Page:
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I'm not sure that (m)any Staphyliniformia have such deep and complex sculpture on the elytra? If I'm right about squamosity, then it pretty much rules out Staphyliniformia also ...



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From: Max Barclay <[log in to unmask]>
To: [log in to unmask] 
Sent: Sunday, 23 June 2013 12:50 AM
Subject: Re: Pleistocene scarab fragments?


Look at the apex of the elytra.. that looks like an elytron that doesn't cover the whole abdomen, i.e. leaves some segments visible from above. I have no idea how big they are of course, but I would have started with Staphyliniformia- some histeroid or omaliine or something.. that doesn't say scarab or weevil to me..

M



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From: Scarab Beetle Taxonomy Discussion List [[log in to unmask]] on behalf of Paul Schoolmeesters [[log in to unmask]]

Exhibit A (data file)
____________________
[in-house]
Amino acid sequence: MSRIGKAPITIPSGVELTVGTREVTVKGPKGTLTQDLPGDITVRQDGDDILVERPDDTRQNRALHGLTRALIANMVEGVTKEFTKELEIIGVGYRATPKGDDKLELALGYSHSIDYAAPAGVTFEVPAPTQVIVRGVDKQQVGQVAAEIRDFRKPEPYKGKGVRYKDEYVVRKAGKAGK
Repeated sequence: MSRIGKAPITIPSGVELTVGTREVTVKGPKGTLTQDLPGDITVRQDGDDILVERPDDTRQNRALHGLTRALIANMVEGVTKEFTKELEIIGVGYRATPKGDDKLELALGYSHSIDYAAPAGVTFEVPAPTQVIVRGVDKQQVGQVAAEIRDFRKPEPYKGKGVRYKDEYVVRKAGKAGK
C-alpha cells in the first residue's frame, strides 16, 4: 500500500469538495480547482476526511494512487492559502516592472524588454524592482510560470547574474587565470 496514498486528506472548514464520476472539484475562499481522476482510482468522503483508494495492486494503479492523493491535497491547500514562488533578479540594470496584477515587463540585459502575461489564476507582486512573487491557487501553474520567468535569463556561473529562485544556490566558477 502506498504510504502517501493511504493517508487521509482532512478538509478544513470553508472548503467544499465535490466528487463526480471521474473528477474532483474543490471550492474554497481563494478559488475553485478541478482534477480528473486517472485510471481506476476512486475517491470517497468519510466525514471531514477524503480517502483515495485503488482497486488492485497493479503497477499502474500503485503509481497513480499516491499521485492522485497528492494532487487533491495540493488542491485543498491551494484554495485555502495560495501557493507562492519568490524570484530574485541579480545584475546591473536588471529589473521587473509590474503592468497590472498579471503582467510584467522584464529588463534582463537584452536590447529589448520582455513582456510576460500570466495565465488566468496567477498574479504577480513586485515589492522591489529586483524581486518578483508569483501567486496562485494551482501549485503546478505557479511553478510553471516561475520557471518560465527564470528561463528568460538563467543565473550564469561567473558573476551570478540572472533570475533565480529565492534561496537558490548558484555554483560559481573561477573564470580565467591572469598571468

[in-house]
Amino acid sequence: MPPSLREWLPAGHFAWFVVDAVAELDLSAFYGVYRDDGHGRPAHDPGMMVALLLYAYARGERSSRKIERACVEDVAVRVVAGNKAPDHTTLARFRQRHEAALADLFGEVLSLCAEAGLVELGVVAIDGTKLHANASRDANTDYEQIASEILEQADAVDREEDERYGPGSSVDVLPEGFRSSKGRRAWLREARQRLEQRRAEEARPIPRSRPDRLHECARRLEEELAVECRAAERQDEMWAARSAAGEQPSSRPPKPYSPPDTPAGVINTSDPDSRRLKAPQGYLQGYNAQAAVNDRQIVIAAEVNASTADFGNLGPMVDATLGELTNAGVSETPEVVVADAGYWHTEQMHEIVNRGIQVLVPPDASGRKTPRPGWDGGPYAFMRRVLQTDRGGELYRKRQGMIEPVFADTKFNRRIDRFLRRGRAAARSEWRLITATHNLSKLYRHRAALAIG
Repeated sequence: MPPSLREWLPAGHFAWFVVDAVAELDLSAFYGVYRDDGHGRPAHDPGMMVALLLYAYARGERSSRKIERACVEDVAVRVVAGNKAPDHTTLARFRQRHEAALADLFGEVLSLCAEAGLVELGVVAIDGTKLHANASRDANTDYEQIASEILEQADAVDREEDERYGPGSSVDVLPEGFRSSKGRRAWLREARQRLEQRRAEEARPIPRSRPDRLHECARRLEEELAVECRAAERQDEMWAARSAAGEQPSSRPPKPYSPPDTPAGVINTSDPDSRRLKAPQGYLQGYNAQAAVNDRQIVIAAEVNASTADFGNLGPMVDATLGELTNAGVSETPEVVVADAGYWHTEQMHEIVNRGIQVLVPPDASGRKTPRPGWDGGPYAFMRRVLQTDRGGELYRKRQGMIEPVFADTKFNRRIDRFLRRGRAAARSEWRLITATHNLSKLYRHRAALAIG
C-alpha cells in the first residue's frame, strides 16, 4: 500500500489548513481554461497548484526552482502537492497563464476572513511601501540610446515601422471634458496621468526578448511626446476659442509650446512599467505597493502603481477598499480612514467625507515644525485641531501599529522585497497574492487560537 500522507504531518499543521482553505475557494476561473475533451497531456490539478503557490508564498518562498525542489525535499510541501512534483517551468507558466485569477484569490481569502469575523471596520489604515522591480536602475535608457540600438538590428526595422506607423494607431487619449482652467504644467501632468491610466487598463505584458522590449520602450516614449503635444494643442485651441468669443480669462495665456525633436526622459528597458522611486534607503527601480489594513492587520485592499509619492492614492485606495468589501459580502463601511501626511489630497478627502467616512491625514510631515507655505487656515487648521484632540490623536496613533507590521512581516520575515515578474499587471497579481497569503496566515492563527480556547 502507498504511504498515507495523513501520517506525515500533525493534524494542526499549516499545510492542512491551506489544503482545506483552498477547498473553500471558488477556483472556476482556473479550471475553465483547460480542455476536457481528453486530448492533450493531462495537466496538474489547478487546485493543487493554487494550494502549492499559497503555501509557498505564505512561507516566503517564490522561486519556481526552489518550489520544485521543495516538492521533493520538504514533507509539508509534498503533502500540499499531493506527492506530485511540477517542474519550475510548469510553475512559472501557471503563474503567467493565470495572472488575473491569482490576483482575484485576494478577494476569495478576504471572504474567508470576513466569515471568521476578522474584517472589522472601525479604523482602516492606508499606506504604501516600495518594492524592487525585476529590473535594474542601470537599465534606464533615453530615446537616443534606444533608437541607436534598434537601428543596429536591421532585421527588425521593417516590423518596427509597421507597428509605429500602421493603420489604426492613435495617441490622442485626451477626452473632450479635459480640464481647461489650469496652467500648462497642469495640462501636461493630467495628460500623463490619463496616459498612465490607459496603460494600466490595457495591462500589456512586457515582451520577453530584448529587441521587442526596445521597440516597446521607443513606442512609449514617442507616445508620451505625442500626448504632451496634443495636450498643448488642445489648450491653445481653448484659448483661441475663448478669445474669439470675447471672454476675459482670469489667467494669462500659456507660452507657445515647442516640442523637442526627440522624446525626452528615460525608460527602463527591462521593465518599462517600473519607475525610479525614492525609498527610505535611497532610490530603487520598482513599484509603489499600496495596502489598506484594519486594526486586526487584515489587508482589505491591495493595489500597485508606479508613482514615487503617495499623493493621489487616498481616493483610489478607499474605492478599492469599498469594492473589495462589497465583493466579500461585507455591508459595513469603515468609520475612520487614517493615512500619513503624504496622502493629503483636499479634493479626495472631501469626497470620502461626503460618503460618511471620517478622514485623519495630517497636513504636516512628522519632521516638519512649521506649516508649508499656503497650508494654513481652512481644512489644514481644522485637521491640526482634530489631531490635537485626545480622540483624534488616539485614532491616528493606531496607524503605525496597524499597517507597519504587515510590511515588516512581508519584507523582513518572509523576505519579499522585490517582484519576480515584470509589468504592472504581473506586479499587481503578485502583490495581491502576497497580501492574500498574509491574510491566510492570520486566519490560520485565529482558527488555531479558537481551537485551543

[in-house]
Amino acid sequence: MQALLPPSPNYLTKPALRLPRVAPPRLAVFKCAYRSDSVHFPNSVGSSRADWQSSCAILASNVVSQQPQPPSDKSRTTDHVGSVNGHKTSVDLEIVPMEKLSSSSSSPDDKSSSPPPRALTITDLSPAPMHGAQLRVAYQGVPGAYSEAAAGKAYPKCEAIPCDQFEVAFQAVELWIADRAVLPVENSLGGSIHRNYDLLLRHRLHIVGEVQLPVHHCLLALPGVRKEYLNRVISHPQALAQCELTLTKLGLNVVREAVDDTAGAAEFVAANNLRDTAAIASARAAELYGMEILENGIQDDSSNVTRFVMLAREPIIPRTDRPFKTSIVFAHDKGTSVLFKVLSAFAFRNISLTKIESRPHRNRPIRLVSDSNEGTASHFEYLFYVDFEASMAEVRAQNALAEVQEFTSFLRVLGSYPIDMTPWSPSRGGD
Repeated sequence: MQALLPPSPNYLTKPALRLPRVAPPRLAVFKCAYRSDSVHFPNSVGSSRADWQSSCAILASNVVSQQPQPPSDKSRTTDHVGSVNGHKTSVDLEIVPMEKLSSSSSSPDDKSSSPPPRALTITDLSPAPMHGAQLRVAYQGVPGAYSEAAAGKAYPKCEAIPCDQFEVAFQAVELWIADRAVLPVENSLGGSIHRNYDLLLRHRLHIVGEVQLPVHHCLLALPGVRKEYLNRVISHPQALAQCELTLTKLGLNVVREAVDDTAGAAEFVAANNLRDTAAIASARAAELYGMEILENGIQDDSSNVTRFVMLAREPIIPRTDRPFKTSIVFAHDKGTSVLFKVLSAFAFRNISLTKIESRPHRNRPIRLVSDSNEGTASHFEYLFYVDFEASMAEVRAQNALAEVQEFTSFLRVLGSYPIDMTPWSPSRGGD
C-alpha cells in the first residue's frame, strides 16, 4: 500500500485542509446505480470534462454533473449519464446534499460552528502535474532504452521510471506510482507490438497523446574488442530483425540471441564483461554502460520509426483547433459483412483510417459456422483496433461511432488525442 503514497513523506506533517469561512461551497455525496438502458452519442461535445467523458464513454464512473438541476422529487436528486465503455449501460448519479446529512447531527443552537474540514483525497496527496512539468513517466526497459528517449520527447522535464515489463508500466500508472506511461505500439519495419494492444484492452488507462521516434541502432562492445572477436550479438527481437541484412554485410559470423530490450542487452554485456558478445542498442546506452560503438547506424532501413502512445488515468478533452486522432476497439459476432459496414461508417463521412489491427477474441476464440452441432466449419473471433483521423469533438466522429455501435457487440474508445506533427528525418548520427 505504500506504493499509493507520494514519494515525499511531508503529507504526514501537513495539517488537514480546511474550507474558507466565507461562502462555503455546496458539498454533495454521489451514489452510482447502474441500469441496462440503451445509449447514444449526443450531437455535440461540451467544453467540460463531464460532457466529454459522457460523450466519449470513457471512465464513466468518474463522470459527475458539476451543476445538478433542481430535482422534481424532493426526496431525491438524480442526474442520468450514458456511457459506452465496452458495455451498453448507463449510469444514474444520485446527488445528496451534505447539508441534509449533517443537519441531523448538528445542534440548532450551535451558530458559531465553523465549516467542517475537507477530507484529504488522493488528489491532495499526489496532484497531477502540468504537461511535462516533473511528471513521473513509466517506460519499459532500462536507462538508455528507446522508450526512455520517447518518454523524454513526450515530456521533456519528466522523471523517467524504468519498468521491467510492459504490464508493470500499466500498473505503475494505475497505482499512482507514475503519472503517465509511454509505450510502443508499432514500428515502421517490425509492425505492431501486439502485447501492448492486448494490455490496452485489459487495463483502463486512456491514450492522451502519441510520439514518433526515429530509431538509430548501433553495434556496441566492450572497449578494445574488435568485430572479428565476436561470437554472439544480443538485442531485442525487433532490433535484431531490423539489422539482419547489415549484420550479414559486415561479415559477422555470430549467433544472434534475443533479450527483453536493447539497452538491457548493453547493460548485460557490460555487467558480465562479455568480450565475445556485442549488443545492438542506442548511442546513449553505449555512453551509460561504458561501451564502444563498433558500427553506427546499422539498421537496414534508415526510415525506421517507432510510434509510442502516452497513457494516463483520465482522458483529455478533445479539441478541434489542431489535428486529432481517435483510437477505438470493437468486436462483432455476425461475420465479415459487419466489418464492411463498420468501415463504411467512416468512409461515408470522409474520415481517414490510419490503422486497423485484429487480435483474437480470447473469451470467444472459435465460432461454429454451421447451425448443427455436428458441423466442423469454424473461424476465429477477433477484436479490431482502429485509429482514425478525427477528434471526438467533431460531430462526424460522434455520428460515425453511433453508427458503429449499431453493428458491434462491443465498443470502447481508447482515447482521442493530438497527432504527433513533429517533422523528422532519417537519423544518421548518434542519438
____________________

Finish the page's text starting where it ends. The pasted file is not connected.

Sent: 22 June 2013 13:34
To: [log in to unmask]
Subject: Re: Pleistocene scarab fragments?

It looks a bit like Euparixoides, but these are South American species

Paul Schoolmeesters
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From: Scarab Beetle Taxonomy Discussion List [mailto:[log in to unmask]] On Behalf Of Frank T. Krell
Sent: samedi 22 juin 2013 00:40
To: [log in to unmask]
Subject: Pleistocene scarab fragments?

Hi all,

I am a little bit lost, so it’s time to ask the list, I guess.
I am working on scarab fragments of a Pleistocene site of Colorado. Most of them are Aphodius heads (or Aphodius s.l. heads, for the splitters). I also got a few elytral fragments with a pretty distinct sculpture, consisting of broad deep, largely punctured stripes and not much broader, elevated, equally largely punctured intervals (see attached photo).
I thought I have seen such elytra before, but cannot remember. I got them as possible scarabs, but I am struggling to find a North American scarab with such elytra. Could it be something else? I cc to Mike Ivie because he knows all those little families that nobody else knows (or are you on the Scarbs-L list, Mike?).
Any ideas? Thanks!

Frank


Dr. Frank-T. Krell
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